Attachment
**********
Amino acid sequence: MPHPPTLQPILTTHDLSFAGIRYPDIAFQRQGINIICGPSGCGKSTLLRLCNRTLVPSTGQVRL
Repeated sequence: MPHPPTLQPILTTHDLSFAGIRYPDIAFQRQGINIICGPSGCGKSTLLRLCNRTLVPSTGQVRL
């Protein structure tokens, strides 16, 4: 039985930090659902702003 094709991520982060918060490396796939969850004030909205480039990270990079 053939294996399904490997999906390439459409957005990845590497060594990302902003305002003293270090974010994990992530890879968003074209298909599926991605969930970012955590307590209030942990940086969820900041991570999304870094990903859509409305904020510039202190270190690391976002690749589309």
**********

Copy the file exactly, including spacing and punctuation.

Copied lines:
Amino acid sequence: MPHPPTLQPILTTHDLSFAGIRYPDIAFQRQGINIICGPSGCGKSTLLRLCNRTLVPSTGQVRL
Repeated sequence: MPHPPTLQPILTTHDLSFAGIRYPDIAFQRQGINIICGPSGCGKSTLLRLCNRTLVPSTGQVRL
């Protein structure tokens, strides 16, 4: 039985930090659902702003 094709991520982060918060490396796939969850004030909205480039990270990079 053939294996399904490997999906390439459409957005990845590497060594990302902003305002003293270090974010994990992530890879968003074209298909599926991605969930970012955590307590209030942990940086969820900041991570999304870094990903859509409305904020510039202190270190690391976002690749589309």